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The Crimson White

Serving the campus of the University of Alabama since 1894

The Crimson White

Serving the campus of the University of Alabama since 1894

The Crimson White

Kohl talks technology in education for Last Lecture


Last LectureStudents and faculty gathered in Alston Hall Monday night to hear Lawrence Kohl, who won this year’s Last Lecture, give his speech.

Ally Nevarez, a graduate student and member of the Student Selection Committee, said students nominated about 100 professors this year based on the question: “If this were your last time to address a group of UA students, what would you say?”

Nevarez said the committee interviewed instructors and students in order to make a final decision on the recipient.

“What makes Last Lecture unique is it is completely chosen by students,” she said.

Kohl, an assistant professor of history, titled his lecture “Education in the Age of Science: A Critique.”

Kohl said that, rather than reminiscing on his career, he planned to tell the audience about important themes that shaped his career.

Kohl said scientific thinking dominates every other way of thinking. Many modern-day scientists know people will like what they discover or create because people now rely on technology, he said.

“Our age has become disillusioned and dissatisfied with what humans can do,” Kohl said.

According to Kohl, the 21st century is a time of competition — countries compete, humans compete and even schools compete. Kohl said DARPA, Defense Advanced Research Projects Agency, is working to create people who are greater than humans to fight in the military.

Humans use drugs to increase athletic performance beyond their natural ability, Kohl said. Colleges compete for students, which should make the education system better but doesn’t. Kohl warned that what students learn in the classroom can have major effects on the world.

“What we do here today will resonate for decades to come,” Kohl said.

Kohl discussed how educators now have a misguided worship of technology, where they prefer the new over the old and compare the real to the virtual. Also, instructors should trust students to be able to learn without all new technology in the classroom.

“I wish America’s educational leadership had a little more humility,” he said.

The scientific mind is reshaping education to make it more reductive, Kohl said. One example is the goals and objectives instructors have to put on the class syllabus. According to Kohl, it is wasteful, corrupting and destructive of proper teaching. Some instructors may even create goals which are easily achieved. He also added that students are shortchanged because they only gain knowledge the instructor can test.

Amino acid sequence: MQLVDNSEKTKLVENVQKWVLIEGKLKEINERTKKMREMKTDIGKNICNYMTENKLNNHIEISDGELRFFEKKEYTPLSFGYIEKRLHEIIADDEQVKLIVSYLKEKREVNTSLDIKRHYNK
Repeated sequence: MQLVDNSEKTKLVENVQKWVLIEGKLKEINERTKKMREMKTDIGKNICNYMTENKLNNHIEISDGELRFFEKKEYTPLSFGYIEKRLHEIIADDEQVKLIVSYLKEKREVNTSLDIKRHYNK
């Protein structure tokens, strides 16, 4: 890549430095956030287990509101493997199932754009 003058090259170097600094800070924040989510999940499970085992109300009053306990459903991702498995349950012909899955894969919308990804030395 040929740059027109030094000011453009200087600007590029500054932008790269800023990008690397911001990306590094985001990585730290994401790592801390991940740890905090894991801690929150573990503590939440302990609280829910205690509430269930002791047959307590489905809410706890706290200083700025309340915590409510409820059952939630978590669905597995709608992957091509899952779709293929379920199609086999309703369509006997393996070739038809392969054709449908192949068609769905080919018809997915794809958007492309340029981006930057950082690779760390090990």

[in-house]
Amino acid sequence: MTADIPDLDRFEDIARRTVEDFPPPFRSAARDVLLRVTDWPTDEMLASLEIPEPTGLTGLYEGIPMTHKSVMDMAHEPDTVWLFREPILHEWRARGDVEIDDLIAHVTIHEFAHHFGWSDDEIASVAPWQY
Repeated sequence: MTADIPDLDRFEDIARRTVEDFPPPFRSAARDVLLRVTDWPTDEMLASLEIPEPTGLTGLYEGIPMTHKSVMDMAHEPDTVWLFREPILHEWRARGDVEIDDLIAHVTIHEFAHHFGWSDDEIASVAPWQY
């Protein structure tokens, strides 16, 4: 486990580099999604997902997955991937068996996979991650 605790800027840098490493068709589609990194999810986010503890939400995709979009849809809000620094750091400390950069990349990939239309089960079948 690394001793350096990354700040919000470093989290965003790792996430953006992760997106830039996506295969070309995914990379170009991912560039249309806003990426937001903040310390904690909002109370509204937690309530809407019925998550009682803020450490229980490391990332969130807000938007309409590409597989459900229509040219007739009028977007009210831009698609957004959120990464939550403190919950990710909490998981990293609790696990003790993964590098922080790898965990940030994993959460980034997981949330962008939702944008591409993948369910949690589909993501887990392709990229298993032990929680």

“You can teach for today and appear successful or you can teach for tomorrow and actually achieve it,” Kohl said.

He mentioned that the clickers many UA students use are a great example of the reductive scientific mindset. Every technique will not necessarily work for every class or for every set of students.

Kohl said he disagrees with educators who claim that young people are better at multitasking than older generations. He said multitasking could lead to injuries and deaths, such as those caused when people use their cell phones while driving.

He said most people think new is always better than old, and this can be destructive because people may accept educational techniques without looking at their usefulness, necessity and implications. Kohl said some people think the past is obsolete and can no longer teach anything.

“We seem desperate to leave the past behind us,” Kohl said. “The past is a soil out of which we grew.”

Humanities and fine arts, especially, cannot replace an instructor with technology because technology can cause the course to lose its value to students, he said.

Kohl gave an example of students who may be looking forward to taking a class taught by Rick Bragg, only to discover he is teaching the course through pre-recorded videos. Kohl said students would likely be disappointed, and a lecture can be a life-changing experience.

“Much of my career has been shaped by those who have long passed away,” Kohl said. “We need to create an educational environment of, by and for human beings.”

Kohl pointed out instructors should live up to the University’s slogan, “Touching lives.”

“Let them be human lives, and let them be touched by human minds,” Kohl said.

Nevarez said Kohl’s lecture was similar to what the committee anticipated because Kohl influenced students’ thoughts more than what they would learn in class.

“It was exactly what we expect from a Last Lecture,” Nevarez said.

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